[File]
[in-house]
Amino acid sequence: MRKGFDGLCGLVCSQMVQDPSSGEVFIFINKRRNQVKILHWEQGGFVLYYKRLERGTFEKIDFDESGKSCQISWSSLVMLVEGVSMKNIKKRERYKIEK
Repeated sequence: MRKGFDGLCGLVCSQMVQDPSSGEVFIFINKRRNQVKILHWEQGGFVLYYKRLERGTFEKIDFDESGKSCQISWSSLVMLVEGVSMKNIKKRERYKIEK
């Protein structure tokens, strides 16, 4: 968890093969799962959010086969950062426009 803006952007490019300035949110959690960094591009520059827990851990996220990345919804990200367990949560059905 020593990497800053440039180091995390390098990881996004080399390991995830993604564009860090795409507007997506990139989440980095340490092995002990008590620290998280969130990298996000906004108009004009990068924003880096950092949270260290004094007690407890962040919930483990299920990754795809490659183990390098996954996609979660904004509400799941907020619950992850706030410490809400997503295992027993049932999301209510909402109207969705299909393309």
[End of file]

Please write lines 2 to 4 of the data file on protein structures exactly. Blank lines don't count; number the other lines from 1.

Amino acid sequence: MRKGFDGLCGLVCSQMVQDPSSGEVFIFINKRRNQVKILHWEQGGFVLYYKRLERGTFEKIDFDESGKSCQISWSSLVMLVEGVSMKNIKKRERYKIEK
Repeated sequence: MRKGFDGLCGLVCSQMVQDPSSGEVFIFINKRRNQVKILHWEQGGFVLYYKRLERGTFEKIDFDESGKSCQISWSSLVMLVEGVSMKNIKKRERYKIEK
């Protein structure tokens, strides 16, 4: 968890093969799962959010086969950062426009 803006952007490019300035949110959690960094591009520059827990851990996220990345919804990200367990949560059905 020593990497800053440039180091995390390098990881996004080399390991995830993604564009860090795409507007997506990139989440980095340490092995002990008590620290998280969130990298996000906004108009004009990068924003880096950092949270260290004094007690407890962040919930483990299920990754795809490659183990390098996954996609979660904004509400799941907020619950992850706030410490809400997503295992027993049932999301209510909402109207969705299909393309």